The HL-7700 comes with three Panasonic AAA batteries, which are easily installed by unscrewing the cap on the right side of the unit. The batteries fit into a cylindrical battery holder, which then slides into the unit. The caps that secure the battery pack and the lens are sealed with O-rings, making the HL-7700 “weatherproof”. The AAA’s are very light, and the entire HL-7700 with batteries installed only weighs 128 grams (4.5 oz.). The HL-7700 has both circumferential and radial head straps, and both are adjustable.
The unit is very comfortable, and I found that it’s easy to forget that it’s on my head. It has a 3 mm thick foam backing that acts as a cushion against the forehead, helping to prevent any chafing or pressure points. I came in the house at one point with it on my head and I was working on my laptop when my wife walked in and started laughing — I forgot I was wearing it and I guess I looked kind of foolish sitting there at the kitchen table wearing a headlamp!
The HL-7700’s switch is a bit fussy to use; it takes a deliberate push with the tip of a finger or fingernail to activate it. Also, when the HL-7700 is turned off, it takes three clicks to bring it back to full strength. So rather than working through the sequence of clicks each time I need some light, I switch it to full power before I put it on my head and just leave it burning. The batteries seem like they will last a long time, so this hasn’t been a problem.
The HL-7700 has five settings for aiming the beam, and this provides an adequate number of choices to direct the beam to the work because the light from the LEDs is diffused rather than focused. A more focused light might call for a finer adjustment to ensure the light is aimed precisely where its needed.
The HL-7700’s LED array is replaceable as a unit. The front lens assembly unscrews and two very small Phillips head screws are used to attach the array to the headlamp.
HL-7700, first power setting.
HL-7700, second brightness setting;
3 LEDs lit.
HL-7700, highest brightness setting;
all 7 LEDs lit.
The Optronics HL-6000 features a size A-696 (aka PR-13 or K-13) krypton incandescent bulb (replaceable) and a housing that is claimed to be waterproof to 30 feet. The HL-6000 throws out a considerable amount of light, rather like a good quality two D-cell flashlight (see un-retouched photos below).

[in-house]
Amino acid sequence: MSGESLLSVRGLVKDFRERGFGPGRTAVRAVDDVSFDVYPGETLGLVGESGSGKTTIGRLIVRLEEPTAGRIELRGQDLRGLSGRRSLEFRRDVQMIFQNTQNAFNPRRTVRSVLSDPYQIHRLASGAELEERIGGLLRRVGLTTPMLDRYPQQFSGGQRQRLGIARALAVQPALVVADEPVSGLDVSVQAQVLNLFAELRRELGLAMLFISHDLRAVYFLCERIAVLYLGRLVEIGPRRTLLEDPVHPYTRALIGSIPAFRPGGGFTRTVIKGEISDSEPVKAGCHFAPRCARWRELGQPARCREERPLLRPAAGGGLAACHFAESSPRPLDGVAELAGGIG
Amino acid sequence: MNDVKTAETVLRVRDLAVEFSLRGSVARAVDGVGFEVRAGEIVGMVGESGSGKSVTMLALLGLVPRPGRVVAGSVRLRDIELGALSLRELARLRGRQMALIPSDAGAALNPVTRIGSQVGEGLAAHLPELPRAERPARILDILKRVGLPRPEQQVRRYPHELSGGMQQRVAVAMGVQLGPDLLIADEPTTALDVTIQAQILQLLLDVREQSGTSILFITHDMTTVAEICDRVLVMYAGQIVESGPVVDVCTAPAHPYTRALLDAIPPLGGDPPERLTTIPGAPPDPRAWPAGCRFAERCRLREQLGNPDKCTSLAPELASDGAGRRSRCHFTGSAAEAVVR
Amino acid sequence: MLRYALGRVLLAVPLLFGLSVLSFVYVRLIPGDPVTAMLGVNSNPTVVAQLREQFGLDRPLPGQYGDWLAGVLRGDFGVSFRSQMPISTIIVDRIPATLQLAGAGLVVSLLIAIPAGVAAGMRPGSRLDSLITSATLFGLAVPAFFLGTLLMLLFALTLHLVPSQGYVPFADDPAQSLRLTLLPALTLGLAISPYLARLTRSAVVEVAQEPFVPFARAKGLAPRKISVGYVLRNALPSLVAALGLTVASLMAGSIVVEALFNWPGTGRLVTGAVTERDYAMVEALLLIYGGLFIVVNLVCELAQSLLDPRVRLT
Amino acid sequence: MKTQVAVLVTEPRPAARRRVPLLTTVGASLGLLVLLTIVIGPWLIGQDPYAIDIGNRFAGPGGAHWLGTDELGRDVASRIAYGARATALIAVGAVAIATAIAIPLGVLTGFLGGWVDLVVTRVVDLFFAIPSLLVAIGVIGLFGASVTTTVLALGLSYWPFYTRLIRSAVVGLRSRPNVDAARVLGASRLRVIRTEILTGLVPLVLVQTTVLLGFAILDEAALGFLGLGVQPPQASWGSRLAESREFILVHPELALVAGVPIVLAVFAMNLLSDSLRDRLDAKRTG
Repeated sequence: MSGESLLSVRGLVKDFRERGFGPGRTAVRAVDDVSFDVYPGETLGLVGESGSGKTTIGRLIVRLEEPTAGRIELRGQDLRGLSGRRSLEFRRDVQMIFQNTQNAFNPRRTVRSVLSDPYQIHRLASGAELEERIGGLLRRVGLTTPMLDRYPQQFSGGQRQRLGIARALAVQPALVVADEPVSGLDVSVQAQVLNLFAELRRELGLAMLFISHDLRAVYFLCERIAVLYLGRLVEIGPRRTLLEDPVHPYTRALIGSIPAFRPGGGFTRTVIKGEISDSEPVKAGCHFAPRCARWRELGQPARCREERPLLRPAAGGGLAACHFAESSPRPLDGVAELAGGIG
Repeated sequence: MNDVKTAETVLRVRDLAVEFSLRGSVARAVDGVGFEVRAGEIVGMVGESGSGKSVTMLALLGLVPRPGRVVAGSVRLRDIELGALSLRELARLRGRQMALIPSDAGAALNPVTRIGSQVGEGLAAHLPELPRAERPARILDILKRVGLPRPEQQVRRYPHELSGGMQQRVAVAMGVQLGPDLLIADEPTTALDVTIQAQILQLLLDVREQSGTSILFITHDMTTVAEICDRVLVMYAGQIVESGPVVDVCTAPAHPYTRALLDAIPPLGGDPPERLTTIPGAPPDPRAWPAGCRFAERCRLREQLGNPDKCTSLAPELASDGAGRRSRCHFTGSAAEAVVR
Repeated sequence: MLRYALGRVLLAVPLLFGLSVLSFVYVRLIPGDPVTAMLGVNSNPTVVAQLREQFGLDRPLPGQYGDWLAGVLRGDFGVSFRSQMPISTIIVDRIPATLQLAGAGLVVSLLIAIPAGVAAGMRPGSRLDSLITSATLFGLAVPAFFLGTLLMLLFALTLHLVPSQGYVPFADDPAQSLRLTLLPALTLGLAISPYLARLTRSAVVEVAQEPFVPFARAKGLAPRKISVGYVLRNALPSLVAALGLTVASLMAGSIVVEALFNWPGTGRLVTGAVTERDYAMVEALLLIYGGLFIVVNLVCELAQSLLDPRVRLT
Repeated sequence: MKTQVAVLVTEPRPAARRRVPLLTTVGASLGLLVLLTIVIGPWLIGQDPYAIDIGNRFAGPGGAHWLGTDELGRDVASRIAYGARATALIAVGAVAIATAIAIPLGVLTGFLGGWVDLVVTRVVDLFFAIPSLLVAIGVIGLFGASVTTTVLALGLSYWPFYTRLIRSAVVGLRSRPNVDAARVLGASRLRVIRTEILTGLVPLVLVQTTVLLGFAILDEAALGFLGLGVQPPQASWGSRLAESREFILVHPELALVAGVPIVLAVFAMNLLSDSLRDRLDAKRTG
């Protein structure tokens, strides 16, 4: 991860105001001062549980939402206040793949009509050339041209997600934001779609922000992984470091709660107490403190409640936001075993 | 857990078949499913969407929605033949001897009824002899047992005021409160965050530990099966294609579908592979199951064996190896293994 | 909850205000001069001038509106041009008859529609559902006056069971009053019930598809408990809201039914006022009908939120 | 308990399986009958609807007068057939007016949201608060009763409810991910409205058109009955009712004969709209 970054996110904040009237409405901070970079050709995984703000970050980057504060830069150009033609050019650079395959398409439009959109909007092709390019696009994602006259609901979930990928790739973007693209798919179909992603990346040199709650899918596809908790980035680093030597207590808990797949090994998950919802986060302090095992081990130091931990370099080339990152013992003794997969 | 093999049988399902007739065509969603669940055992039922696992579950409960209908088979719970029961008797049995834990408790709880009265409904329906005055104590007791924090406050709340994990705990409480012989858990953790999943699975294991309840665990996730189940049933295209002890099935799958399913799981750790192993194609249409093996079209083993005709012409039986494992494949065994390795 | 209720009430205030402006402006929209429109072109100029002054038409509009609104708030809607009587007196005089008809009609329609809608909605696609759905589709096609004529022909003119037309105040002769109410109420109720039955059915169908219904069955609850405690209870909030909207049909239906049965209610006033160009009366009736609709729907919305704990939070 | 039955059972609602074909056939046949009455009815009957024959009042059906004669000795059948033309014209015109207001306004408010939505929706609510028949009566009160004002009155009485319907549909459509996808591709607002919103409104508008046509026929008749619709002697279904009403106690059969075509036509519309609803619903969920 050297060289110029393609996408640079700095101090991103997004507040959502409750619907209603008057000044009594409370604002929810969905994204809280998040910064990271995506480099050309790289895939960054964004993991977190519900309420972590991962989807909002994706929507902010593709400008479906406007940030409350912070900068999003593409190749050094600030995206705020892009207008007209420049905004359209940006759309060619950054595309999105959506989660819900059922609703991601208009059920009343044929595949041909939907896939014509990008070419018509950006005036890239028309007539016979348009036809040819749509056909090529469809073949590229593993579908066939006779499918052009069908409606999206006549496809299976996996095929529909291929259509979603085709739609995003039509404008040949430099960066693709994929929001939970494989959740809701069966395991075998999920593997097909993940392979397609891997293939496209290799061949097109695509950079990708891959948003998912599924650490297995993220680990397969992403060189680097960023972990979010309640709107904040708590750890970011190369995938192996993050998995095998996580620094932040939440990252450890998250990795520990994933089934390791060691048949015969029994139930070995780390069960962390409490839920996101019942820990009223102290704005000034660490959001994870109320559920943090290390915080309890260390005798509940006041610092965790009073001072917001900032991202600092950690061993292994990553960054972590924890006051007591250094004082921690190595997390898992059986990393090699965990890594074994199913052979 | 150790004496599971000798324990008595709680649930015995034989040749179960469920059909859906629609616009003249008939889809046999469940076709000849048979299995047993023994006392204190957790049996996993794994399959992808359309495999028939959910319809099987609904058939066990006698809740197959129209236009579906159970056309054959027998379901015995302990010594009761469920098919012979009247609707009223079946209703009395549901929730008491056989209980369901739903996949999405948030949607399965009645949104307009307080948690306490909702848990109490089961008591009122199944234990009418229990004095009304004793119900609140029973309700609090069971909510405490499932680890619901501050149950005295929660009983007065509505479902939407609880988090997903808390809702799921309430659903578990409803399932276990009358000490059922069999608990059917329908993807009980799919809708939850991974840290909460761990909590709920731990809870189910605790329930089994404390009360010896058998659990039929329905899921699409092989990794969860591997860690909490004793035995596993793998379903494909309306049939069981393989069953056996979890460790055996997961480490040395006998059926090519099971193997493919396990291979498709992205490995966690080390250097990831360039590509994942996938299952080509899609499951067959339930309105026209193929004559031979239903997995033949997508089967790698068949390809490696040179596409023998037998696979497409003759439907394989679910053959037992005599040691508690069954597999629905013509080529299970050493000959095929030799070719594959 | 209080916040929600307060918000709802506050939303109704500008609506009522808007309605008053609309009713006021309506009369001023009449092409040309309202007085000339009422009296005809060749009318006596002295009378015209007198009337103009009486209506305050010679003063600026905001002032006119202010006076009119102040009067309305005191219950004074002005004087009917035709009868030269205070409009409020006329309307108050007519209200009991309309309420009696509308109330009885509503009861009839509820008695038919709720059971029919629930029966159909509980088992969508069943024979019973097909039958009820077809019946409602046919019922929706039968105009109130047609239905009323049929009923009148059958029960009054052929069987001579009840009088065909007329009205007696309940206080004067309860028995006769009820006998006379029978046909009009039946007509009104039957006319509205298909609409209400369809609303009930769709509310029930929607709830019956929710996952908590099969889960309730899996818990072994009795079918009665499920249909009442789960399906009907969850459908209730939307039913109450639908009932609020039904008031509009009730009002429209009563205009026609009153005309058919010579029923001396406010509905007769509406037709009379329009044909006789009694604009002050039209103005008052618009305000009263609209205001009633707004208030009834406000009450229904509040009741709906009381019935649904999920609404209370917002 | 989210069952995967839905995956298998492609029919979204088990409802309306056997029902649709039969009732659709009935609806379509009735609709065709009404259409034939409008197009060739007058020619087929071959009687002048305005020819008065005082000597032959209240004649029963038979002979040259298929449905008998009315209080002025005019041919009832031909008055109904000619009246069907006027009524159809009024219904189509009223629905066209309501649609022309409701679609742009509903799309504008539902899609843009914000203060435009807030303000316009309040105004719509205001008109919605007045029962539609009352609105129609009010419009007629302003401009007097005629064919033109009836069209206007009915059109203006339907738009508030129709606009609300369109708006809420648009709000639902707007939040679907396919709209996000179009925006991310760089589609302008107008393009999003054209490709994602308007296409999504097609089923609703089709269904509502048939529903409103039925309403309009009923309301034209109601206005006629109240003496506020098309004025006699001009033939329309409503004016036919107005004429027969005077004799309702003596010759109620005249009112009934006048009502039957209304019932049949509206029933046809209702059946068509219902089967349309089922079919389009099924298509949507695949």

The HL-6000 uses four AA batteries, which are not included, and Optronics makes no claims regarding the burn time, but I suspect that the batteries will not last anywhere near as long as the HL-7700’s LED lighting source. The HL-6000 is much brighter than the HL-7700 though, so it’s somewhat of a tradeoff, depending upon intended use.
Another tradeoff for the brightness is the weight of the HL-6000; at 244 grams (8.625 oz.), the unit is nearly twice as heavy as the HL-7700, but typical for similar incandescent headlamps. Some of the weight may come from the heavier plastic housing and O-rings, which are necessary to provide the 30-foot depth waterproofing. If you’re going to break down on the road in a blinding rainstorm, this is the light you want!
The four AA batteries slide directly into the housing, and they make a somewhat heavy but well-balanced package that’s probably about as small as it can be, considering it holds four AA’s. The HL-6000 has a 3mm thick foam pad to help make it more comfortable, but the unit has only a single circumferential and adjustable strap. It would probably be more comfortable with the addition of a center strap, which would help spread the weight over a larger surface area.
The HL-6000 is switched on or off by rotating a fluted circular ring on the right-hand side of the battery housing. The switch has a nice, fluid feel with a slight “click” when it’s engaged. The HL-6000’s lamp can be vertically aimed with 8 clicks “and a little bit more”, and it’s easy to find a precise setting to focus the light directly on the job. The HL-6000’s bright light is useful even when there’s lots of ambient light, but its weight is a bit less balanced than the HL-7700, making it less comfortable to wear.
At less than 10 bucks, the HL-6000 is a definite buy. And let’s face it, you never know when you’ll need a headlamp that’s waterproof to 30 feet!
Headlamps are very useful, whether you’re working on your bike, your car, or just doing chores around the house. I find headlamps to be indispensable when working on motorcycles — they allow me to keep both of my hands on the work while providing the necessary light to see what I’m doing. I’ve gotten into the habit of strapping on a headlamp as soon as I begin any type of maintenance, because I never know when it will be needed.
Optronics has many different models of headlamps to choose from, so it’s worth paying a visit to their website to see what’s available. For example, the Optronics model HL-7200 (not reviewed) looks intriguing; it’s a combination white LED and halogen headlamp with a spotlight or floodlight that can be focused, and it also carries its 4 AA batteries in a pack at the back of the head strap.
Remember that there will be a tradeoff between weight, brightness and battery life when choosing a headlamp. I’ve found that the HL-7700 provides just enough extra light to give my aged eyes a break. It works especially well at night, when the only ambient lighting I have comes from overhead. And when I have to do some work down in the dark internals of one of my bikes, the HL-6000 comes in very handy. There are plenty of other Optronics headlamp models, and I’m sure you can find one that works best for you.
Check out the Optronics website for more information and to see some of the many different types of headlamps available. Optronics products are not available for purchase through their website, but they have a page with a list of retailers who carry the Optronics product line.
Suggested Retail Price: Street price of the HL-6000 is about $9.00; the HL-7700 retails at $44.99.
Product Comments: The HL-6000 krypton-bulb headlamp is waterproof to 30 feet and takes four AAA batteries (not included). The HL-7700 uses a lightweight 7-LED array, it has a comfortable head strap with center strip and includes a 3-way switch for variable brightness. Includes three AAA batteries.